It’s time to jump around because the pain has finally gone away. It may only be gone for a few hours (if you’re on painkillers); or maybe a few weeks if your period is over, but it’s gone for now and you couldn’t feel less blessed and more happy about it.

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11. We are strong… together

Women struggle once every month, in pain, blood, and mood swings. We get dizzy, lose track of time, and we are unable to focus on things. Despite this, we still manage to go through all of this without too much damage. We acknowledge every other woman, especially if she’s ever gone through any of the same struggles we’ve been through. Period pains is just one of the struggles. We are strong.

Featured photo credit: After sightseeing in Paris/Lars Plougmann via flickr.com

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Last Updated on November 11, 2019

How to Improve Memory and Boost Your Brainpower

How to Improve Memory and Boost Your Brainpower

Have you ever noticed that some people are able to effortlessly remember even the most mundane details and quickly comprehend new things? Well, you can too!

To unlock the full potential of your brain, you need to keep it active and acute. Wasting time on your couch watching mindless television shows or scrolling through facebook is not going to help.

Besides getting out flashcards, what can you do to help remember things better and learn new things more quickly? Check out these 10 effective ways on how to improve memory:

1. Exercise and Get Your Body Moving

Exercising doesn’t just exercise the body, it also helps to exercise your brain. Obesity and the myriad of diseases that eventually set in as a result of being overweight can cause serious harm to the brain.

Furthermore, without regular exercise, plaque starts to build up in your arteries, and your blood vessels begin to lose the ability to effectively pump blood. Plaque buildup leads to heart attacks and it also reduces the amount of oxygen and nutrients that your blood carries to your brain. When the nutrients don’t make it there, the brain’s ability to function is compromised.

To prevent this from happening, make sure you get moving every day. Even if it’s just a brisk walk, it’ll help you maintain and increase your mental acuity. Brisk walking, swimming and dancing are all excellent activities. Take a look at these 5 Ways to Find Time for Exercise.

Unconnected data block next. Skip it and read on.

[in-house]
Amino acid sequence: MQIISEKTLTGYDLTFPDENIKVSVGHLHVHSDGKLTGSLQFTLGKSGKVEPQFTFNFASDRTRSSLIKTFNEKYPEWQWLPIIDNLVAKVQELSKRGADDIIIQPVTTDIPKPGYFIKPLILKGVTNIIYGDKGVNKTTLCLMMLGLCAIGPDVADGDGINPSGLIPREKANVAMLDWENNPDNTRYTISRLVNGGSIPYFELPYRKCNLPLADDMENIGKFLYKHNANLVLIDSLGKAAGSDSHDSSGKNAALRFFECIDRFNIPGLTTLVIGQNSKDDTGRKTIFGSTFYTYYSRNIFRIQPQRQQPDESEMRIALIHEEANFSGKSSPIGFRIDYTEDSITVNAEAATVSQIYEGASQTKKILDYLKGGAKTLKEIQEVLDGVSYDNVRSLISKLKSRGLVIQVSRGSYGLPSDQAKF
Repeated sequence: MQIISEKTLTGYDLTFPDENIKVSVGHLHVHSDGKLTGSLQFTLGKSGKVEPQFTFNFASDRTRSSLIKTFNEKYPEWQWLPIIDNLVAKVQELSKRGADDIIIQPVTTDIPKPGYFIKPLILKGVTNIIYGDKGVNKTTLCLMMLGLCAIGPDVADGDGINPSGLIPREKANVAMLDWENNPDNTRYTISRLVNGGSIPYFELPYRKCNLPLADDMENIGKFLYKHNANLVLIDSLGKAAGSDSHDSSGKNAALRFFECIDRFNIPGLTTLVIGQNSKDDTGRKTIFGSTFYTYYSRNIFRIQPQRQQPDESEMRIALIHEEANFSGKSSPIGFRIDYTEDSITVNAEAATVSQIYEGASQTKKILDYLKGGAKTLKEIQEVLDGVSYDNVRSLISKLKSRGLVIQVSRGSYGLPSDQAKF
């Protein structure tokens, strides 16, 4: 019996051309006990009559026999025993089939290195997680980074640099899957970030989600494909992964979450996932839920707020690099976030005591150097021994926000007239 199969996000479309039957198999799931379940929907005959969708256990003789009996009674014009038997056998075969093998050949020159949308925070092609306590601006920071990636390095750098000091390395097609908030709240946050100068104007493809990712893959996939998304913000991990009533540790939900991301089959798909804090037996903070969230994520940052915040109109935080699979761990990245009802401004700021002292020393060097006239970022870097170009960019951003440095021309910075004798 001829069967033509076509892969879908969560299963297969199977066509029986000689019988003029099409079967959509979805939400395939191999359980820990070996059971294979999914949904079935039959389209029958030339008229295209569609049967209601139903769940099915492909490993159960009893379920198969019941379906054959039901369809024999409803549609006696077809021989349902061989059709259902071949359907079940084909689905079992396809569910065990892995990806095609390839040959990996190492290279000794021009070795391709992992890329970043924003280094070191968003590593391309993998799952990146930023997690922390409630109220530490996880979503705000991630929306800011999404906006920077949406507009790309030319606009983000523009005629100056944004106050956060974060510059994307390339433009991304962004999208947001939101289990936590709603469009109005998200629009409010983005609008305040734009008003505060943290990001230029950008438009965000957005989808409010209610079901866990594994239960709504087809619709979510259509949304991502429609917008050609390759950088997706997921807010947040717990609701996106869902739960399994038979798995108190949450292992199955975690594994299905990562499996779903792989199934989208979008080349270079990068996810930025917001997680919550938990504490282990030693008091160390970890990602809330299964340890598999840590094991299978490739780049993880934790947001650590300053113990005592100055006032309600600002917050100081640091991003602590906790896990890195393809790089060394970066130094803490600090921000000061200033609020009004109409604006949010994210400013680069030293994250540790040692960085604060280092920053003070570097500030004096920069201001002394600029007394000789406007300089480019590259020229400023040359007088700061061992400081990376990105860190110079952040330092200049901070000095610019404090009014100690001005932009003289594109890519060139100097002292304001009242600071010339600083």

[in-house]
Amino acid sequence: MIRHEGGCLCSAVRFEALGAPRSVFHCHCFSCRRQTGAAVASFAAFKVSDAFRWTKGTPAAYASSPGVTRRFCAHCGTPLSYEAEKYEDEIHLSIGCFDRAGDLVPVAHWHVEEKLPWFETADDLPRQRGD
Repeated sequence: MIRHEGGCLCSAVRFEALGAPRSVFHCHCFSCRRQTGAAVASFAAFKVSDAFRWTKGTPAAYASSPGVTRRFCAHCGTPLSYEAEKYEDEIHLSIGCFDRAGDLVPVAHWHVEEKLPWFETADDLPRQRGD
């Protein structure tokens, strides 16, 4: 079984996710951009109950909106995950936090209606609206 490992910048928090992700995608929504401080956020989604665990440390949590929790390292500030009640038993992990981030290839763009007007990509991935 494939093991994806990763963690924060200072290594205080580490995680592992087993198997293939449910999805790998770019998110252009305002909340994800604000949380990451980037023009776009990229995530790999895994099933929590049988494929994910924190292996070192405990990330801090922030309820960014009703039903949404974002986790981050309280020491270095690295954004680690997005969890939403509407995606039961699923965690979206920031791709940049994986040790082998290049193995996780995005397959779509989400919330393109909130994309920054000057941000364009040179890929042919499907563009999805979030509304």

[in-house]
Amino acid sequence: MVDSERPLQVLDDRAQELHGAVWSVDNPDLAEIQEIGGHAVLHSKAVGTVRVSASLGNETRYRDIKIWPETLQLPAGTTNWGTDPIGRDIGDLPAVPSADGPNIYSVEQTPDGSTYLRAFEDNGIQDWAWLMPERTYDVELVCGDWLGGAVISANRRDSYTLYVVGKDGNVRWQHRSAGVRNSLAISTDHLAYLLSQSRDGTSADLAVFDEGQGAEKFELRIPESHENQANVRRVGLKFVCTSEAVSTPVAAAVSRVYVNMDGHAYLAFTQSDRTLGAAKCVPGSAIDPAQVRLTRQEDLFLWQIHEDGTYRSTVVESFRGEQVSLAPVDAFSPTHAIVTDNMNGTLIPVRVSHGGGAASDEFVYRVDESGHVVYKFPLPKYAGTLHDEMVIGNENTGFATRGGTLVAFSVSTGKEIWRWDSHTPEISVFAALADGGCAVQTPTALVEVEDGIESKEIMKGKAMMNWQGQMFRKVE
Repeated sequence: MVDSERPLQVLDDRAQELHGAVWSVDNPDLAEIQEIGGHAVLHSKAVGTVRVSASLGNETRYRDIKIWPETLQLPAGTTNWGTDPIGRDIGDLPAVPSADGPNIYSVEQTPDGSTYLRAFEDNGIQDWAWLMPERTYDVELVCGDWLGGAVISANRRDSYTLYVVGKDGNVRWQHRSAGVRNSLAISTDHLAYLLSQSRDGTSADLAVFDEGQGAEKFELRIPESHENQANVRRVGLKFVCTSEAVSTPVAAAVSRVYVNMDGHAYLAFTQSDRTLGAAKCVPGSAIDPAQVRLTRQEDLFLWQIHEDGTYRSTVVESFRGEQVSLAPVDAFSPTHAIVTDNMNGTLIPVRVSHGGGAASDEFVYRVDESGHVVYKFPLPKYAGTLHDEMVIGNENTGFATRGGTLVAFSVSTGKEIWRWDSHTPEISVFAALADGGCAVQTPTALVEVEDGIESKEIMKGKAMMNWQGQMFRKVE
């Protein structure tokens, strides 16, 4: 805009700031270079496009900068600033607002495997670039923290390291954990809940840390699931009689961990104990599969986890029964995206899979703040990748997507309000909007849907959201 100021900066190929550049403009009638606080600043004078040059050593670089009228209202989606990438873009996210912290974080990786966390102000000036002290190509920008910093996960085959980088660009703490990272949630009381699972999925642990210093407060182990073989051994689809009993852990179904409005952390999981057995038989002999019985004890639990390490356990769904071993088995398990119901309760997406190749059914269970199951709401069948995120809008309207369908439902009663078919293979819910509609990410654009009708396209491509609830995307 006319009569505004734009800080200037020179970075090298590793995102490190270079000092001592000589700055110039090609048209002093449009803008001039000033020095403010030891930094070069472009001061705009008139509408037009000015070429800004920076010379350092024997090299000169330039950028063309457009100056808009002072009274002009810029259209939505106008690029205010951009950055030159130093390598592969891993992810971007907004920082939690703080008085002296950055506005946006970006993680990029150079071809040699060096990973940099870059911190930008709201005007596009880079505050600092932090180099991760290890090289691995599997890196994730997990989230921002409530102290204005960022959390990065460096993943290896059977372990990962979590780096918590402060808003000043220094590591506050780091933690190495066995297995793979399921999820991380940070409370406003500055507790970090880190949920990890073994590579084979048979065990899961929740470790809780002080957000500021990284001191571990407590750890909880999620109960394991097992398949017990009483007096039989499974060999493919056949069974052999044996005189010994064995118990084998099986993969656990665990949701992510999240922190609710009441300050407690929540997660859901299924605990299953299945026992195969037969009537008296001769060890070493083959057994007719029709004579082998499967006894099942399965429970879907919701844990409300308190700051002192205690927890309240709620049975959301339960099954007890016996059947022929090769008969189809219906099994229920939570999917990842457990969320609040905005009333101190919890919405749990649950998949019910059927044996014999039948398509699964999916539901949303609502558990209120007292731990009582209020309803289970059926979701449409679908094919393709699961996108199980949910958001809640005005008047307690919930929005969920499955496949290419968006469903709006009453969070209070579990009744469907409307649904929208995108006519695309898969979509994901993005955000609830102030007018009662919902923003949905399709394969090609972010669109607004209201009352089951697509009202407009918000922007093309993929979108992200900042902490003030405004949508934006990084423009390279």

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2. Eliminate Stressors and Seek Help If You’re Depressed

Anything that causes you major stress, like anger or anxiety, will in time begin to eat away the parts of your brain that are responsible for memory. Amongst the most brain-damaging stressors is depression, which is actually often misdiagnosed a a memory problem since one of its primary symptoms is the inability to concentrate.

If you can’t concentrate, then you might feel like you are constantly forgetting things. Depression increases the levels of cortisol in your bloodstream which elevates the cortisol levels in the brain. Doctors have found that increased cortisol diminishes certain areas of the brain, especially the hippocampus which is where short-term memories are stored.

Prolonged depression can thus destroy your brain’s ability to remember anything new. Seek professional help to combat your depression – your brain will thank you.

3. Get a Good Night’s Sleep and Take Naps

Getting a consistent 7 to 8 hours of sleep each night will increase your memory. During sleep, the brain firms up memories of recently acquired information.

Getting enough sleep will help you get through the full spectrum of nocturnal cycles that are essential to optimal brain and body functioning during the waking hours. Taking a nap throughout the day, especially after learning something new, can also help you to retain those memories as well as recharge your brain and keep it sharper longer.

4. Feed Your Brain

Fifty to sixty percent of the brain’s overall weight is pure fat, which is used to insulate its billions of nerve cells. The better insulated a cell is, the faster it can send messages and the quicker you will be thinking.